On March 31, the Media Rating Council (MRC) announced it was lifting its advisory on viewable impressions for display advertising, bringing the industry one step closer to transacting on viewability for the first time. The point at which publishers are asked to deliver highly viewable campaigns is rapidly approaching. If you haven’t started to develop a strategy to maximize the viewability of your ads, I’d wager that in the next three months, you will.
There are many tactics that can be applied to improve your ads' view ability: ensuring fast ad loads; lazy-loading advertisements; and redesigning a website to feature always in-view units.
One issue has gotten surprisingly little discussion, though: Ads are much more viewable on pages that people actually want to read. Take a look at the following figure, which was computed across a sample of a billion ad impressions across the month of May 2014.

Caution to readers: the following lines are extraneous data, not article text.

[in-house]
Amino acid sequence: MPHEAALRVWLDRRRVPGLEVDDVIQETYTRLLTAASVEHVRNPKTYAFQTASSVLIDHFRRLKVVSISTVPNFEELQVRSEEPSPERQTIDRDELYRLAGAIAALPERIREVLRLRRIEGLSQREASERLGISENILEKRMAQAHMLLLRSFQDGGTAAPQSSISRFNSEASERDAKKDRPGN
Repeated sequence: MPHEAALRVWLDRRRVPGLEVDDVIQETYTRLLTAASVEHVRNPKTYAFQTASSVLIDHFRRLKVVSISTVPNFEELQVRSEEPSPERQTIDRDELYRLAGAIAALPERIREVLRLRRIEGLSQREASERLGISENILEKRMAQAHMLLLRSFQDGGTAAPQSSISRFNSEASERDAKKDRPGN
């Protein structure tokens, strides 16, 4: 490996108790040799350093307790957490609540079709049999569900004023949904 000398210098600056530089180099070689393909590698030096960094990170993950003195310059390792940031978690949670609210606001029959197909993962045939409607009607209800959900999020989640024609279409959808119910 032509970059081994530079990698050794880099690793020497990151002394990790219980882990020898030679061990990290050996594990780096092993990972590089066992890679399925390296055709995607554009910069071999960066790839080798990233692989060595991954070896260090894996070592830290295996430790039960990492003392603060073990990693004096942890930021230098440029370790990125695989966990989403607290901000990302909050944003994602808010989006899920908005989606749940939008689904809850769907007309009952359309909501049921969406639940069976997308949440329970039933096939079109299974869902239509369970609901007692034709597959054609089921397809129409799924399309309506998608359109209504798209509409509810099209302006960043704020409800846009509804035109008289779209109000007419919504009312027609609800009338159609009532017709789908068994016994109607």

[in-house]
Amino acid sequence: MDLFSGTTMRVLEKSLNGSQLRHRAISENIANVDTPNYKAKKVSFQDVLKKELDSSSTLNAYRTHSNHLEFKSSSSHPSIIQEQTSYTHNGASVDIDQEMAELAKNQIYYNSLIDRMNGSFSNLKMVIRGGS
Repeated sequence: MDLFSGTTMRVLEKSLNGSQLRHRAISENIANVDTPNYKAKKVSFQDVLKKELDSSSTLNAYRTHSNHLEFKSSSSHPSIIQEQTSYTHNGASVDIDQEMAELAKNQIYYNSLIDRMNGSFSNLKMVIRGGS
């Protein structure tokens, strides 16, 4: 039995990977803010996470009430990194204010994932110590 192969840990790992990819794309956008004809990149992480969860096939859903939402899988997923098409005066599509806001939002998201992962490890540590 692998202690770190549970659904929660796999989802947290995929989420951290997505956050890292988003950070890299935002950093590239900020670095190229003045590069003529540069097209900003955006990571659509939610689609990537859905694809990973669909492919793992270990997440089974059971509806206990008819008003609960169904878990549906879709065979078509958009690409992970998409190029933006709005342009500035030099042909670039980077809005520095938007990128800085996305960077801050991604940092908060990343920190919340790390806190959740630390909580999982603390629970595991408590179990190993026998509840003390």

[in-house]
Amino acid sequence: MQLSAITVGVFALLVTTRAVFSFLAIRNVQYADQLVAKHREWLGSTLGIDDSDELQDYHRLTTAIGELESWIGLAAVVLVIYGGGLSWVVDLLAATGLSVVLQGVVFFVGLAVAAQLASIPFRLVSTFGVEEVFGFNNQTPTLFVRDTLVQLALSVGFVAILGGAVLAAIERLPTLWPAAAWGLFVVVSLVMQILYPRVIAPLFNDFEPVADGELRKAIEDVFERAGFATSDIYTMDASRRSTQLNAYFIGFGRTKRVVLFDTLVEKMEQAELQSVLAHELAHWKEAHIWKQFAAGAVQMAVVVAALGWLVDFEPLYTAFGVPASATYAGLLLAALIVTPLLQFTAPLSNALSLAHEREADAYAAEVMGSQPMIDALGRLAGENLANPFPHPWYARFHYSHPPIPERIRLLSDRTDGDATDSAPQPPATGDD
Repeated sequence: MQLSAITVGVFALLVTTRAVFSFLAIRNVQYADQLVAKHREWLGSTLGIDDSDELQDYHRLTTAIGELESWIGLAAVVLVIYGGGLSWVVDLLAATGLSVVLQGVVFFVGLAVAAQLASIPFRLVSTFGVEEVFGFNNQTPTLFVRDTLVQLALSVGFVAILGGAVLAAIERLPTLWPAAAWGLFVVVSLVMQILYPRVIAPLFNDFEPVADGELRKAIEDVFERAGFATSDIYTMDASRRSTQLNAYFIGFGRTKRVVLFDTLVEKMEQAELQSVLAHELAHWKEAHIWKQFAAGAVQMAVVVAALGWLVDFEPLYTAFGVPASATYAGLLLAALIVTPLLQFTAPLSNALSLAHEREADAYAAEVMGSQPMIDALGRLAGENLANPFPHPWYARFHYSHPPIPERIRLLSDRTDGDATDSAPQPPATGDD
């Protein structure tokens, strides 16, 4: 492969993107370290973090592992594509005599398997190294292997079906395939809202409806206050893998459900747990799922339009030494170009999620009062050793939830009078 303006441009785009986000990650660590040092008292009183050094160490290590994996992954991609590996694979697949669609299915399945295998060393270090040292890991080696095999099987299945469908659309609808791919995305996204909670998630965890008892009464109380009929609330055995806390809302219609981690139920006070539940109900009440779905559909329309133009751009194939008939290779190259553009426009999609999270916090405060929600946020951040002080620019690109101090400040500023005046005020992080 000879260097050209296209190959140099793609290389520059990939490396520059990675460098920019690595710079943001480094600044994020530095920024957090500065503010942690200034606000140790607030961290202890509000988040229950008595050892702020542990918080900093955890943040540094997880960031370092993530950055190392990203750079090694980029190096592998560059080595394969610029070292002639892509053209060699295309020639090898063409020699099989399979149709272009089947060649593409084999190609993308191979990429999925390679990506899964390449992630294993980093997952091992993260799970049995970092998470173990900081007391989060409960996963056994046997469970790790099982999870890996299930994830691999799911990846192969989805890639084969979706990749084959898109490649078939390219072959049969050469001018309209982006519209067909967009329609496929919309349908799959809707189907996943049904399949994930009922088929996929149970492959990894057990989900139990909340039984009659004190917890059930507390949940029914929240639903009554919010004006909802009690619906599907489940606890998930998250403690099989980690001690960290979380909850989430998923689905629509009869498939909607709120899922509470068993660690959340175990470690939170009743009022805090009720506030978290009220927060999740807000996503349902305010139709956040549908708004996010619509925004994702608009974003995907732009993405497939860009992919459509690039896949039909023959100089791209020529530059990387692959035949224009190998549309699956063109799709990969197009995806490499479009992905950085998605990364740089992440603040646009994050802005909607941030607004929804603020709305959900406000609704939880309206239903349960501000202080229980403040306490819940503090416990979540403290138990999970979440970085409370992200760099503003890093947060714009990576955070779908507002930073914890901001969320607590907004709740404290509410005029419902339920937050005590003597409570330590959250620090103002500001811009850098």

We see there’s a strong relationship between what fraction of ads are seen and how long a person spends reading the page: as Engaged Time increases from 15 seconds to one minute, viewability goes up by over half, from 37% to 57%. Visitors who read for more than 75 seconds see more than 60% of advertisements.
This isn’t too surprising. Of course, people who read pages more deeply see more of the ads on the page, but it’s still worth taking note. We’ve argued for years that articles with higher average Engaged Time should be promoted because they represent the articles your audience is most interested in, and—in the days where viewability is more critical than ever—promoting your most deeply read articles makes good business sense, too.